A Tory MP who remarked “vasectomies are free” in an online rant about “unemployed wasters” says he stands by his “broad point” about the benefit system.
Ben Bradley, the 28-year-old who was handed the job of reaching out to young people by Theresa May earlier this month, has posted a video on Facebook apologising for the “immature” language he used in blog posts in 2012.
Bradley, elected MP for Mansfield in the 2017 General Election, wrote six years ago that jobless benefit claimants having children “means it’s not long before we’re drowning in a vast sea of unemployed wasters that we pay to keep!”
He also wrote: “If you can’t afford them, stop having them! Vasectomies are free.”
Labour’s shadow minister for voter engagement and youth affairs Cat Smith said Bradley’s words from 2012 were “repulsive”, while the Lib Dems’ Layla Moran said he should be ashamed of his “hugely misinformed and offensive comments”.
In a video on his Facebook page, Bradley said: “The language I used was immature, frankly”, adding it was “maybe deliberately provocative” in order to get readers of his blog.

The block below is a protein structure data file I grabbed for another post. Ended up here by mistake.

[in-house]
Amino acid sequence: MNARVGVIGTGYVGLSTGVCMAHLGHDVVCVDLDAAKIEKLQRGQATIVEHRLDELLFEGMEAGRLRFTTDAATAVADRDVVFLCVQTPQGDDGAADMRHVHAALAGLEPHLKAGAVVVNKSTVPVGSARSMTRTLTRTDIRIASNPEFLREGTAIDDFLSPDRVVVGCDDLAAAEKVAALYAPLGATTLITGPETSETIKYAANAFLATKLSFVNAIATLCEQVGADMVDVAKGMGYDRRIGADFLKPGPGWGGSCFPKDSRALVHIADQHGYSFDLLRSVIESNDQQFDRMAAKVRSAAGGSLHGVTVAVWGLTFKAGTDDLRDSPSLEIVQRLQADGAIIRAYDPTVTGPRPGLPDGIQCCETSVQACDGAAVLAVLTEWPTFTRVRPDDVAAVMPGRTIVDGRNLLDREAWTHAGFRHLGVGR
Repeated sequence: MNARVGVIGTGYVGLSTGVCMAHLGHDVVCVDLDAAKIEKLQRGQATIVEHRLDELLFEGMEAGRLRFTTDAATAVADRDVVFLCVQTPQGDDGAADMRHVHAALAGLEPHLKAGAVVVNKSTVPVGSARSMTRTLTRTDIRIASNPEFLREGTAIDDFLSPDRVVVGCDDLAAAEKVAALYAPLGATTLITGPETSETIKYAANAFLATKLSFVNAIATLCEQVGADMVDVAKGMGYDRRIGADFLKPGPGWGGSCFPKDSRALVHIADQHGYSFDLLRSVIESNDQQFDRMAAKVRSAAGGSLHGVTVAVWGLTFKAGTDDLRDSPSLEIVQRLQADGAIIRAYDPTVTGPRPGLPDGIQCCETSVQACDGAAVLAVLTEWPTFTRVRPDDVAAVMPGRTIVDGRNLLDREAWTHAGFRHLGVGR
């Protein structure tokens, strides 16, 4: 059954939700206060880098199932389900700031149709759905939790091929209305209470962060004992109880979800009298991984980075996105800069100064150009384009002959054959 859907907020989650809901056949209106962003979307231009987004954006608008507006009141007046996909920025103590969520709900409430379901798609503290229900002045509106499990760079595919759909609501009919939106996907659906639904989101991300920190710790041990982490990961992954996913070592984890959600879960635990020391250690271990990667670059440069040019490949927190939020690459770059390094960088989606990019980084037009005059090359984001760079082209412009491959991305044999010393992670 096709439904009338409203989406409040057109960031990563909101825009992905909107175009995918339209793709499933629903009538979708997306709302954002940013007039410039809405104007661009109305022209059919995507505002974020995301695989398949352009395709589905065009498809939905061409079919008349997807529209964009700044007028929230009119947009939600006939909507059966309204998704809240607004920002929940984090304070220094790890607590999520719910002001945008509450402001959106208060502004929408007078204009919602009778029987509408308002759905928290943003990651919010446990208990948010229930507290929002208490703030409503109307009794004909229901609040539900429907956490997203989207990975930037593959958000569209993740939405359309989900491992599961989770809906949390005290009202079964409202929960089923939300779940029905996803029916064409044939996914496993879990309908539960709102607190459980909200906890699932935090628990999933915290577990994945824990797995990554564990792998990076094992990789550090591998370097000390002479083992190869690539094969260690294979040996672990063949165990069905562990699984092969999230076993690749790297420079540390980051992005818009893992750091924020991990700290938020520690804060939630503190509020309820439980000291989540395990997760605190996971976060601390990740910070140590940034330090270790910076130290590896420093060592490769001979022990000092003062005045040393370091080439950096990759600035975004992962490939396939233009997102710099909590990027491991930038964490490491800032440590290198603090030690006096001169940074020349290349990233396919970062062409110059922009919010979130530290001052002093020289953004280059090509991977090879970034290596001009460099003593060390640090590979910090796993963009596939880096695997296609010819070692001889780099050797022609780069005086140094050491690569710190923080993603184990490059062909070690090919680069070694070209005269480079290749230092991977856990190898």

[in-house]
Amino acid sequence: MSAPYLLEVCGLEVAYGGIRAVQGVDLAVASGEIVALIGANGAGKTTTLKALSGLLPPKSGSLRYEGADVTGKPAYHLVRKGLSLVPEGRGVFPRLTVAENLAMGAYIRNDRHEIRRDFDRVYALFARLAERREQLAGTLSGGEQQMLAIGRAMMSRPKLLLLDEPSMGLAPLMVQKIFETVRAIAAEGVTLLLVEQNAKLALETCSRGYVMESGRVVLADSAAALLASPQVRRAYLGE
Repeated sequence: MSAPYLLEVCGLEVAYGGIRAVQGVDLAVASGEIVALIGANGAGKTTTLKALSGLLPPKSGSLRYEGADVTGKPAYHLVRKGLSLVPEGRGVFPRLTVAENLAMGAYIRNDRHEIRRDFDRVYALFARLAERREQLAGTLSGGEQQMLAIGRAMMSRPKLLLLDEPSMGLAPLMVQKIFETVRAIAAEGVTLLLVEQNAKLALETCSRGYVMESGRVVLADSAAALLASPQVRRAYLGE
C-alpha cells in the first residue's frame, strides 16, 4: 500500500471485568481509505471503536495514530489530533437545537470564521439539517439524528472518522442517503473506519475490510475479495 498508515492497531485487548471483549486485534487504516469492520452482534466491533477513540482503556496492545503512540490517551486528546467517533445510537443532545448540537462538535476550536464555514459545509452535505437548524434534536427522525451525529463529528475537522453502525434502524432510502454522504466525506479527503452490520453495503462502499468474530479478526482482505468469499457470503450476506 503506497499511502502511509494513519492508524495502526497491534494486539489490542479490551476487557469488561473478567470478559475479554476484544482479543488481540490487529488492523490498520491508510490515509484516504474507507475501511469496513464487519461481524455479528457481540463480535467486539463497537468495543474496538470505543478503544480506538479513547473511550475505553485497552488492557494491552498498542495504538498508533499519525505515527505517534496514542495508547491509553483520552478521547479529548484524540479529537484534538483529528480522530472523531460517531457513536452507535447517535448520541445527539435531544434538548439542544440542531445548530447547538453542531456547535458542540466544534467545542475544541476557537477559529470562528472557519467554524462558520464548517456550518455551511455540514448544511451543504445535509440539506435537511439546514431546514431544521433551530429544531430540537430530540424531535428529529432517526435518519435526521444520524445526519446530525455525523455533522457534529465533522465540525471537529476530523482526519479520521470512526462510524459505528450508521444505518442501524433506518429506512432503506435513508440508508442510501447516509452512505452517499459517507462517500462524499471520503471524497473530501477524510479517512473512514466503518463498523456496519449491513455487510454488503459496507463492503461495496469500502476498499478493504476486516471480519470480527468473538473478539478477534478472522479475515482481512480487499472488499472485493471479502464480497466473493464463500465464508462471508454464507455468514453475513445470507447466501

He went on: “The broad issue I was trying to address was that there are a lot of people particularly in places like Mansfield who work very hard and have to make very difficult decisions financially about whether they can afford to have kids and I found that people find it frustrating when a small minority of people appear to take advantage of the benefits system.
“Now we have the benefits cap and the two child limit on child benefit and hopefully those things can’t happen anymore.”
Bradley added: “That was the broad point I was trying to make and I still stand by that.”
The MP also spoke out about the treatment he and his family had received from the press after the comments came to life, and also said he had been sent death threats and told to kill himself.
He warned that such extreme reactions would put people from his generation off entering politics in the future.
He said: “I’ve just been given this job trying to get more young people to engage with politics, but I’m from a generation that has grown up online and clearly has made mistakes online and they don’t go away, they can’t really be deleted, the truth is normal people make mistakes and more and more I think as my generation and younger get involved in politics, I think we’ll see this more and more.
“On the one hand people say politicians aren’t like me, they’re not normal people but normal people cock things up and my generation and younger, chances are they’ve cocked it up. I’ve cocked it up online for all to see.
He added: “I don’t know how I can go out there and tell young people that it’s a good thing to enter public life.”